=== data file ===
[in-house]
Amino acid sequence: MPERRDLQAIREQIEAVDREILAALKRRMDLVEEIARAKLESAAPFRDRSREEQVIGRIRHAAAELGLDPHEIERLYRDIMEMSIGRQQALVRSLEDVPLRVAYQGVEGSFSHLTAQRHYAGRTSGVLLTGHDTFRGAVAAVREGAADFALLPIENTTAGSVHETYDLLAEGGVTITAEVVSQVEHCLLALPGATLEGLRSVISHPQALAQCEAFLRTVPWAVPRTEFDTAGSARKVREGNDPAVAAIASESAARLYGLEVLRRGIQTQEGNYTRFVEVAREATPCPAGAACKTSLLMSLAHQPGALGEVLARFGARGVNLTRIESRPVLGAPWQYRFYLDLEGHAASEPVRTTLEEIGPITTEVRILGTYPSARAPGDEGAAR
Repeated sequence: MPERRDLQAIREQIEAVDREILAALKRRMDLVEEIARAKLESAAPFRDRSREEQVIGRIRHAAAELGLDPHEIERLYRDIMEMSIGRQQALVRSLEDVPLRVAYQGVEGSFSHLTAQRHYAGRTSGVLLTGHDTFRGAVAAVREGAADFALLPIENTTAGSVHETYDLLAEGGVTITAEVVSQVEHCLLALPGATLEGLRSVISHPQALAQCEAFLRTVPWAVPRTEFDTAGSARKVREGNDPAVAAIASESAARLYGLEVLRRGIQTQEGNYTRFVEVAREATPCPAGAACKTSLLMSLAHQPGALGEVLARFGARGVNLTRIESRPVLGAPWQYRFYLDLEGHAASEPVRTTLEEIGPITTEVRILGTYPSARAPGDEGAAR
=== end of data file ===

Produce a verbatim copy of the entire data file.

[in-house]
Amino acid sequence: MPERRDLQAIREQIEAVDREILAALKRRMDLVEEIARAKLESAAPFRDRSREEQVIGRIRHAAAELGLDPHEIERLYRDIMEMSIGRQQALVRSLEDVPLRVAYQGVEGSFSHLTAQRHYAGRTSGVLLTGHDTFRGAVAAVREGAADFALLPIENTTAGSVHETYDLLAEGGVTITAEVVSQVEHCLLALPGATLEGLRSVISHPQALAQCEAFLRTVPWAVPRTEFDTAGSARKVREGNDPAVAAIASESAARLYGLEVLRRGIQTQEGNYTRFVEVAREATPCPAGAACKTSLLMSLAHQPGALGEVLARFGARGVNLTRIESRPVLGAPWQYRFYLDLEGHAASEPVRTTLEEIGPITTEVRILGTYPSARAPGDEGAAR
Repeated sequence: MPERRDLQAIREQIEAVDREILAALKRRMDLVEEIARAKLESAAPFRDRSREEQVIGRIRHAAAELGLDPHEIERLYRDIMEMSIGRQQALVRSLEDVPLRVAYQGVEGSFSHLTAQRHYAGRTSGVLLTGHDTFRGAVAAVREGAADFALLPIENTTAGSVHETYDLLAEGGVTITAEVVSQVEHCLLALPGATLEGLRSVISHPQALAQCEAFLRTVPWAVPRTEFDTAGSARKVREGNDPAVAAIASESAARLYGLEVLRRGIQTQEGNYTRFVEVAREATPCPAGAACKTSLLMSLAHQPGALGEVLARFGARGVNLTRIESRPVLGAPWQYRFYLDLEGHAASEPVRTTLEEIGPITTEVRILGTYPSARAPGDEGAAR